Veritas Data Insight can help enterprise from storing too much data and paying dearly to keep the junk. Older, important data and infrequently accessed data can go into Veritas Enterprise Vault. Junk data can be deleted with confidence.
The remainder of the interview is paraphrased.
What has the feedback from the channel and distributors been to the change?
Great – Veritas is now solely focused in information management and insights. It is not tied to any hardware or software vendor (in reference to Symantec and some of its competitors) – its agnostic. It can come as SaaS, hybrid, or an appliance – it is about capabilities, not hardware or where it runs.
There has been a consolidation of distributors to those who have a focus on storage and Veritas products. We also have Veritas managed partners like IBM, Hitachi and HP amongst others. The remainder are managed by distributors.
Some partners still have loyalty to Symantec and some use other security solutions. In the end our strength it that the new Veritas supplies software and tools that are agnostic.
What is your market share in Australia?
In the enterprise backup and retrieval space we now have a 20% market share placing us at the number one position. Most of our products are either number one or two in this market.
Australian is a mature market that likes to keep up with new technology – early adopters. In APJ we are number two in sales volume behind Japan.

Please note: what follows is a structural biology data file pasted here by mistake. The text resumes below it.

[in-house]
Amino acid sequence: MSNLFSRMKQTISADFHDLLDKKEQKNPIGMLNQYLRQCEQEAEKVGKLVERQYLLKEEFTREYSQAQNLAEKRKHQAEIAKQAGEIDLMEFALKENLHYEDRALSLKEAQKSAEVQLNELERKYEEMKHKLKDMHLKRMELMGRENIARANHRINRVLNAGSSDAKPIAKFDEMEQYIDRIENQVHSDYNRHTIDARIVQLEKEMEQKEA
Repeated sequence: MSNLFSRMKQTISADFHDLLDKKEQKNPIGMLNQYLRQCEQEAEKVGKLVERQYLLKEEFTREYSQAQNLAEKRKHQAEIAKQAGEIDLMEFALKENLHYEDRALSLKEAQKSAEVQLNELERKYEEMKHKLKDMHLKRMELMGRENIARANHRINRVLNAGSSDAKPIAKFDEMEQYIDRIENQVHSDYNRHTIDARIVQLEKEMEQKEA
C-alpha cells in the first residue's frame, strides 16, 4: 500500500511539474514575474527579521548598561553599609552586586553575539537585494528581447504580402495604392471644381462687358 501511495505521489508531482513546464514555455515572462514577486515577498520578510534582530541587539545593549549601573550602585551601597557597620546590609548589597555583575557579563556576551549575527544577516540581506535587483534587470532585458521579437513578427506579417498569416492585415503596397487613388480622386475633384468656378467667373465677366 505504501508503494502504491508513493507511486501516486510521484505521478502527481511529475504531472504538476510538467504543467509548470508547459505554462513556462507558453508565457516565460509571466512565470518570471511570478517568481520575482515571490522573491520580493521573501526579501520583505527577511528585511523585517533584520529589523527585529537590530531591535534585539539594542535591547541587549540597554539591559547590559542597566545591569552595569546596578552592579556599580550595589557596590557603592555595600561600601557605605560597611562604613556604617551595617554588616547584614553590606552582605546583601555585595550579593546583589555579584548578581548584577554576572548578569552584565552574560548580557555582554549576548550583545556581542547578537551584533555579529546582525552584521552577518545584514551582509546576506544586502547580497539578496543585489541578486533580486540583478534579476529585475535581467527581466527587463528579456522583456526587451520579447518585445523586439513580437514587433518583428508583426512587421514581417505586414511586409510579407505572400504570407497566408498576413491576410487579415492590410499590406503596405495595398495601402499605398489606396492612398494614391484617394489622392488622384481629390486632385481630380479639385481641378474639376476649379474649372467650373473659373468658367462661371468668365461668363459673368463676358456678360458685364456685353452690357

But success in our market relies on delivering what the customer wants. Veritas in well known in large, complex storage environments and our focus is firmly on adding value to customer needs.
The reporting structure is similar to Symantec. I still have great autonomy about how Australia is run. There have been some structural changes like a centralised 24x7 technical support group and a complete focus on partners instead of direct selling.
What is your attitude to partners?
In Australia over 95% of our sales come from partners. Veritas knows what it does very well and the partners that have high levels of expertise across its product range do very well.
Our partners are driving innovation and features in our new product. The Next Generation along with a refreshed cloud ready suite of our baseline products will be released in 2016.
Really successful partners take Veritas and build an offering around that in their own clouds – infrastructure as a service, backup as a service, information management as a service …